Twenty years have elapsed since the Spitak-88 earthquake of December 7, 1988 in Armenia. Every one of us present at the disaster region in the days that followed will have memories of experiences that haunt us, remembering the human’suffering, and at the same time uplift us as we think of the devotion of people who were there to ameliorate the sufferings of the survivors.
The earthquake occurred at a time when Armenia was in turmoil because of the Karabagh independence movement, and many workers were on strike. In hindsight, it is remarkable that the country’s administration did not collapse. The cooperation between the local workers and the visiting teams was remarkable. Saving lives was the highest priority, but our responsibility was to perform scientific and engineering investigations of the cause and impact of the earthquake. We carried on, a team of American scientists and engineers, sent by the US National Science Foundation, to work in cooperation with our Armenian and Russian counterparts. Armen der Kiureghian, Professor at UC Berkeley, and I were the two Armenian engineers in the American team. We were in Armenia during December 11 to 18. There were many other volunteer groups, especially from the medical profession, who were there for rescue and recovery missions.
For me, the suffering of the people took control of my feelings more than my dedication to science, and I told a colleague of mine to take charge of the investigation that I had been asked to chair. I remember that my thoughts during our investigations were centered more on the survivors than the technical aspects of the disaster. Walking past a completely destroyed multistory apartment building, I noticed two grandmothers who had built a fire and were boiling water in a pot. They insisted that we share with them the tea that they had prepared. One of them said that we must be tired and we needed to drink the tea that they were offering. They had lost their entire belongings and some of their family members but they had kept their Armenian hospitality.
In the ruins of a school, a branch of the Yerevan Polytechnic, I was told that a completely destroyed building had been the library and that more than 300 students and faculty were killed on the campus. I picked up a book covered with dirt, in Russian, and read its title, “Resistance of Materials”, an ironic reminder of what the architects and engineers were being taught on the safe application of construction materials. I keep that book in my library as a reminder of the tragedy because we know that the earthquake disaster was as much the fault of human beings as the fault of nature.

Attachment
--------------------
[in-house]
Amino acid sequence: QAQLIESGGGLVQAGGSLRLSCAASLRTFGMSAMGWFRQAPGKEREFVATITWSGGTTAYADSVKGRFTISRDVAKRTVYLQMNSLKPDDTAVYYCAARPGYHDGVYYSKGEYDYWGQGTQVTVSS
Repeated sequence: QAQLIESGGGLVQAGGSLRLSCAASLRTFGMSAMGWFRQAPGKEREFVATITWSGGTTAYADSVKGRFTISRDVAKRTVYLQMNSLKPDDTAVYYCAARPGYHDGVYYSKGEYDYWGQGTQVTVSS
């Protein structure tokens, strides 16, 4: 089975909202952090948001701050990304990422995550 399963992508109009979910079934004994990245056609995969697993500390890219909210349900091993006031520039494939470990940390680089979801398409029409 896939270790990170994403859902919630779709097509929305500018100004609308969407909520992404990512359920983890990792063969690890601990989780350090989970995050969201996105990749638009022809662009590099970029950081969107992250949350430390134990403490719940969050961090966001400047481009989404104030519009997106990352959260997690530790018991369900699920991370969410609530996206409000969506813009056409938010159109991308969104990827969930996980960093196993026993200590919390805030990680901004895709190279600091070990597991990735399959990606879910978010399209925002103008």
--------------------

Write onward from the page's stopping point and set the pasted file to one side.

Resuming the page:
As I write now I am reminded of the title of the novel of the French writer, Alexander Dumas, called “Twenty Years After” when Dumas brought together his Musketeers for a renewed dedication to their mission. His Musketeers came out of retirement and were again the heroes of Dumas’ imagination. As I look back twenty years, I note that the Armenian engineers, scientists and health specialists of the time did not retire but they continued their work for safe structures and minimum casualties during future earthquakes. The seismic engineers named the earthquake “the Spitak-88 earthquake”, and for a number of years they focused their attention on the cause and effects of this tragic event in Armenia. Our own investigations culminated in presentations at the International Seminar on Spitak-88 in Yerevan, in May, 1989, that was sponsored by UNESCO. I consider a coincidence that the plenary sessions were held in the auditorium of the building that is now the American University of Armenia.